Catching up with Sammy

John Lanchester

  • Among the Thugs by Bill Buford
    Secker, 317 pp, £14.99, October 1991, ISBN 0 436 07526 1
  • A Strange Kind of Glory by Eamon Dunphy
    Heinemann, 396 pp, £14.99, September 1991, ISBN 0 434 21616 X

A scene from provincial life: one Saturday about twelve months ago I was sitting in the press box of a football ground in the Midlands. The game had just finished (the home side lost) and I and my fellow reptiles were scribbling away at our match reports – written as such things usually are, to deadlines of a hallucinogenic proximity – when a commotion developed. A crowd of people was barging into the press box from an adjacent part of the stand. There were about fifty of them; they were angry and drunk and they were shouting a lot.

In a matter of seconds it became clear that this was a not entirely impromptu demonstration-cum-riot, directed at the figure of a journalist called Wilkinson, whose job was to write about the local football team for the local paper. The crowd was shouting his name, liberally affixing threats and abuse thereto, as they shouldered their way towards him. Things looked as if they were about to turn really nasty. The first wave of demonstrator yobs arrived at Wilkinson’s desk, about thirty feet from where I was sitting, and the man in the vanguard, jabbing a finger at the seated hack, howled: ‘What you write is a load of fucking garbage.’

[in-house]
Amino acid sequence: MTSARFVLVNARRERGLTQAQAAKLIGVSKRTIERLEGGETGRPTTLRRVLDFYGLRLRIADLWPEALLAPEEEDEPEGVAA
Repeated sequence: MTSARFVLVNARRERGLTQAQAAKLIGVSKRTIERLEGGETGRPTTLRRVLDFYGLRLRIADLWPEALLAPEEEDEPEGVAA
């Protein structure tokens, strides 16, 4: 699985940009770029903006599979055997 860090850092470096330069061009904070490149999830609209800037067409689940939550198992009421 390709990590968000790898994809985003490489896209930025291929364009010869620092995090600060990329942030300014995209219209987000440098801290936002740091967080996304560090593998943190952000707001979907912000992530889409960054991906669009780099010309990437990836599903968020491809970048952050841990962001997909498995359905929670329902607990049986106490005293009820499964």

It isn’t given to many of us to know in advance how we would behave when confronted with four dozen enraged, drink-maddened hooligans, eager to disagree with something we might have written, and eager to provide a distinctly untheoretical, non-Wolfgang-Iser-approved demonstration of Rezeptionsästhetik. I am, however, confident that I would not do what Wilkinson did, which was to slam down the telephone – he had been dictating his piece right up until that moment – jump to his feet, and announce: ‘You’re the garbage!’

Under normal circumstances, even case-hardened yobs no longer fight inside football stadiums: the policing is too thorough, and the prevalence of video cameras, installed specifically to prevent such violence, is too high. Nonetheless, all present later agreed that this particular incident would have turned into a bona fide riot or lynching if the police had not arrived at that precise moment. About ten officers, shouting and barging in their turn, forced their way to the front of the demonstration and stood between Wilkinson and his public. The journalist and the crowd settled down to the business of shouting abuse at each other.

Yob (simultaneously pleading and threatening): ‘You’re our voice!’

Wilkinson (purple with rage): ‘I wouldn’t talk to you if you were the last person left in the whole fucking universe!’

Then one of the yobs leant forwards until his face was inches away from mine, as I huddled over my notebook. He had a world-class knife scar running from his left eye to the corner of his mouth, and it was clear that, under other circumstances, he would have greatly relished doing me the maximum possible amount of physical damage. He stared at me for about ten seconds and then, with a strange impersonal briskness, said: ‘Write the truth, cunt.’

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[*] The riot in Turin is anthologised by Ian Hamilton in the forthcoming, obligatory-for-fans Faber Book of Soccer (333 pp., £14.99, February 1992, 0571 14402 0). A mix of old faves and new raves: Orwell, Keller, Ayer, Miller, Pinter, Dunphy, Amis, Kelman. Possible idea for PhD in the fact that the only two foreigners in the book – Nabokov and Camus – were both goalkeepers, despite not being very tall.